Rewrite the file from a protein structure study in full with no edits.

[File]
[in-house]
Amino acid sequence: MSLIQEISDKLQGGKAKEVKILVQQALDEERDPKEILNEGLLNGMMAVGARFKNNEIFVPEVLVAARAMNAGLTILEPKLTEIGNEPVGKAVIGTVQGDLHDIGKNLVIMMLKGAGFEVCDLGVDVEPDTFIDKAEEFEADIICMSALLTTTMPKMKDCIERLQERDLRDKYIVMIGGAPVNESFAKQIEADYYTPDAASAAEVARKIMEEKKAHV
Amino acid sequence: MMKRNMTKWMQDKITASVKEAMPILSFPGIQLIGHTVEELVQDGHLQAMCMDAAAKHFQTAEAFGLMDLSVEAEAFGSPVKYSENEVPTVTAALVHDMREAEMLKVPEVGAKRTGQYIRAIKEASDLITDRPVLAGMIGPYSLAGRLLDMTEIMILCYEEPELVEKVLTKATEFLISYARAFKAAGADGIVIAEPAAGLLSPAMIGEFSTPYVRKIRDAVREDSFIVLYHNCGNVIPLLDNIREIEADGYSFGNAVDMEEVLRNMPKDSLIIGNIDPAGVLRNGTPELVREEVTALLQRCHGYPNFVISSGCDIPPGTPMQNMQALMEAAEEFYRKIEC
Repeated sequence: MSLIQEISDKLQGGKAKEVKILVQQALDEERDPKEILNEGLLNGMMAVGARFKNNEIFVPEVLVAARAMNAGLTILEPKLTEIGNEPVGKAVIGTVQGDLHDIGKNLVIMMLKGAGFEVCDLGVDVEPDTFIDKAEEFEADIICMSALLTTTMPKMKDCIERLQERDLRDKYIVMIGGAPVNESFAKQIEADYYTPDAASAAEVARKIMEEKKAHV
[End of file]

[in-house]
Amino acid sequence: MSLIQEISDKLQGGKAKEVKILVQQALDEERDPKEILNEGLLNGMMAVGARFKNNEIFVPEVLVAARAMNAGLTILEPKLTEIGNEPVGKAVIGTVQGDLHDIGKNLVIMMLKGAGFEVCDLGVDVEPDTFIDKAEEFEADIICMSALLTTTMPKMKDCIERLQERDLRDKYIVMIGGAPVNESFAKQIEADYYTPDAASAAEVARKIMEEKKAHV
Amino acid sequence: MMKRNMTKWMQDKITASVKEAMPILSFPGIQLIGHTVEELVQDGHLQAMCMDAAAKHFQTAEAFGLMDLSVEAEAFGSPVKYSENEVPTVTAALVHDMREAEMLKVPEVGAKRTGQYIRAIKEASDLITDRPVLAGMIGPYSLAGRLLDMTEIMILCYEEPELVEKVLTKATEFLISYARAFKAAGADGIVIAEPAAGLLSPAMIGEFSTPYVRKIRDAVREDSFIVLYHNCGNVIPLLDNIREIEADGYSFGNAVDMEEVLRNMPKDSLIIGNIDPAGVLRNGTPELVREEVTALLQRCHGYPNFVISSGCDIPPGTPMQNMQALMEAAEEFYRKIEC
Repeated sequence: MSLIQEISDKLQGGKAKEVKILVQQALDEERDPKEILNEGLLNGMMAVGARFKNNEIFVPEVLVAARAMNAGLTILEPKLTEIGNEPVGKAVIGTVQGDLHDIGKNLVIMMLKGAGFEVCDLGVDVEPDTFIDKAEEFEADIICMSALLTTTMPKMKDCIERLQERDLRDKYIVMIGGAPVNESFAKQIEADYYTPDAASAAEVARKIMEEKKAHV